3)     Plan in advance. I highly recommend taking time once a month to plan your family worship time. Decide what topics or activities you want to do.

4)     Gather your supplies. The last thing you want to do is make the commitment, put it on the calendar, and then not have everything you need when it’s time for family worship!

5)     Limit distractions. Your kids are easily distracted. YOU are easily distracted (Surely you realize how the simple act of searching on your phone for that book you’ve heard so much about takes you down an endless rabbit trail.) Put phones away. Clear away clutter.

6)     Let older kids help. Younger kids are eager to have your undivided attention. They love to be with and spend time with you. Sometimes older kids need a bit more persuading. Let them take the lead! They can pick out the theme, the music, or supplies. If older kids feel like they are needed, they are more likely to desire to participate.

7)     Keep it short… or long. Follow the lead of your kids! I told you that our Family Time activities are designed to be done in about 20 minutes once a week. We really mean that. There’s no special amount of time that is the “right” amount of time. If at 10 minutes someone is crying or the kids are arguing over who gets to read, it’s probably going to be a shorter family worship. If kids are asking great questions or want to do the activity more than once, you may have a 45 minute family worship on your hands. It’s okay.

8)     Be flexible. It’s okay to change the format, the day and time, or even where you do your family worship! As #7 illustrates, your family worship won’t look the same every week and that is actually a good thing! Fight the urge, if you’re like me, to be legalistic. You want your kids to remember that family worship was fun and that you made time just for them to learn God’s Word together.

9)     Don’t expect to be perfect. You won’t know all the answers to your kids questions (But spoiler alert: You can find the answers!). You’ll miss a week… or three. Don’t give up! Remember that Jesus is the only one who is perfect. He gives us grace. And this is his plan.

Any hurdle can be overcome by our powerful God – trust him to help you to get started leading family worship in your home.

Parents and Leaders as Partners

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I hope you were inspired by yesterday’s post. What God has called us to as parents matters so, so much. Our kids are counting on us to love them and educate them. What could be more important than loving them and pointing them to Jesus?

And it is a joy and privilege to bring any soul to a saving relationship with Jesus Christ, but allow me to shine the spotlight on what is already a glaring problem in many churches.

Last year, I was with a group of children’s and youth pastors. As I was sharing my heart for families and helping churches to see a vision for equipping and supporting home discipleship, one children’s pastor said with a quiver in her voice, “That is exactly what we need! For years I’ve felt the pressure of bringing kids to salvation. I’ve been treated by parents as if this is part of my job description – they bring their kids to me and expect me to make sure they are saved.”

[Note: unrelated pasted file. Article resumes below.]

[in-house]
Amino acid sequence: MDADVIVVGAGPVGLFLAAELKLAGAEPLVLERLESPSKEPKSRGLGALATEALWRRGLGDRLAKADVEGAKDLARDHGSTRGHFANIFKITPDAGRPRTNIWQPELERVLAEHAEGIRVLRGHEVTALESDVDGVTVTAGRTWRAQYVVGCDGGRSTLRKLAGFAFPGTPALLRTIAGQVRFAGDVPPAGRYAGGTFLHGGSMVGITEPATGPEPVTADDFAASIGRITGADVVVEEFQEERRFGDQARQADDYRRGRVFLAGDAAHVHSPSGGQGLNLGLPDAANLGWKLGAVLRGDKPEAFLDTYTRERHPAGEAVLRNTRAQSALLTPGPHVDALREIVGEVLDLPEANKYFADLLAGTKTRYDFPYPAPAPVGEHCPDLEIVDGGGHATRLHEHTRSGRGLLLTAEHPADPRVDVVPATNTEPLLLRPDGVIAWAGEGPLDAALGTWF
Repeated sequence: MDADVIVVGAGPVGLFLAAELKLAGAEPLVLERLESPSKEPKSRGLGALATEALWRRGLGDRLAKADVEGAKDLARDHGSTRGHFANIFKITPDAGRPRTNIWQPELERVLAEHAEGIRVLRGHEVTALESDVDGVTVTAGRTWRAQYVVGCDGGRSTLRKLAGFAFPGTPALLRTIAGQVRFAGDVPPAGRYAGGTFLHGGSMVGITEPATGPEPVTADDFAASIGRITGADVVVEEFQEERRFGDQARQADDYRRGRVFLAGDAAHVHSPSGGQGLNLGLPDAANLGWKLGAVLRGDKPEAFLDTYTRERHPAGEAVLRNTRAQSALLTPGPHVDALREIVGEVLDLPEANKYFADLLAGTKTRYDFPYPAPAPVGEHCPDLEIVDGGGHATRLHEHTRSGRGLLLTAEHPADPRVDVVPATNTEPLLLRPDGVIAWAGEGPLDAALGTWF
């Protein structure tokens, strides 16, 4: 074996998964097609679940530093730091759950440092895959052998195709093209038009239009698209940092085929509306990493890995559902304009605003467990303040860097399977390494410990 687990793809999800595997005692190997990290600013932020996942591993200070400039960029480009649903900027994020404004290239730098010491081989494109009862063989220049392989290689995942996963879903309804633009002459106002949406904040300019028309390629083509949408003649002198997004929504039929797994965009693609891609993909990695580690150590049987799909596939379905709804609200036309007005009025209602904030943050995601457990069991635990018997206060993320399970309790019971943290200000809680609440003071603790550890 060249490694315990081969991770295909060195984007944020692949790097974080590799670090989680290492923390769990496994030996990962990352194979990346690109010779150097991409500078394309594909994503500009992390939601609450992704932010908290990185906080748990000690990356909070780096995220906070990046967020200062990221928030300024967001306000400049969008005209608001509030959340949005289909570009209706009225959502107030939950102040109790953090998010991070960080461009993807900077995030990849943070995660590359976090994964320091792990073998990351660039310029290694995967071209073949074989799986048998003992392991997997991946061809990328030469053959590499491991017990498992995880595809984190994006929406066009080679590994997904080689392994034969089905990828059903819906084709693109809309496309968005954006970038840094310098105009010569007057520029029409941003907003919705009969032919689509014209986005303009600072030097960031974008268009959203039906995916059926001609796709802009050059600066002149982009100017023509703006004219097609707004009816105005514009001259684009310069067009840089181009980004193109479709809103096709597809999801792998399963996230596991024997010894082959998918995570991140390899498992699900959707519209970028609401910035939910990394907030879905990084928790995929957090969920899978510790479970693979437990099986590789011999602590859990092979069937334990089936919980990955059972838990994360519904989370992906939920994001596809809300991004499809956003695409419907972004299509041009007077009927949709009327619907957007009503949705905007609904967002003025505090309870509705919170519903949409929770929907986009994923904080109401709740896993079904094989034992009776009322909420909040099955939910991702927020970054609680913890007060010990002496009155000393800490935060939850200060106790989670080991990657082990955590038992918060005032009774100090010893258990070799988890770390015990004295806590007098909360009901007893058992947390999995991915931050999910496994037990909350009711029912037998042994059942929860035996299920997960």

Wow. I hope you know this is not the job of your children’s or youth pastor… or any pastor. Yes, we are blessed to be in churches where the Gospel is proclaimed and discipleship is taken seriously. But we cannot and should not expect these leaders to bring our children to salvation. In fact, we should desire as parents to have this awesome opportunity!

So how do we work together? I don’t have all the answers. And I don’t know your church context or family situation, but here are 3 simple ways I believe the church and the family can work as partners to raise up the next generation in Christ.

#1 – Committed relationship. Parents, it’s hard for your pastor when you aren’t at church every week. It’s hard for them to know you and your family. (Not to mention, corporate worship is a huge part of our individual spiritual development.) You can negatively multiply this impact for kids. They are missing out on making Christian friends and engaging in Biblical teaching with their peers during critical years of development. Be committed to your local church. No church is perfect, but neither are you so it kind of works out. 😊

A word to children’s and youth pastors… you probably know the sad statistics around how long you stay at one church. It’s dismal. Be committed to your church and the families you are serving even when things get hard. You won’t ever get to see the fruit if you don’t stay around long enough.

Parents and pastors, encourage one another! Partners make the load lighter and we know that “a cord of three strands is not easily broken.” God desires us to work together in a committed relationship for the sake of our children.

#2 – Two-way communication. I’m going to brag on our family pastor for just a minute. Each and every week he sends a thoughtful, educational, and encouraging email to all of the families of teenagers in our church. Sometimes he’s sharing a resource for home discipleship, other times he’s informing parents on a topic they need a deeper understanding about, or he is simply sharing the upcoming teaching schedule or activity calendar. At the end of each email, he offers parents to respond in some way, “Tell me how the discussion goes!” or “Let me know how I can be praying for your family.” Or “If there’s a topic you want me to cover, give me a call.”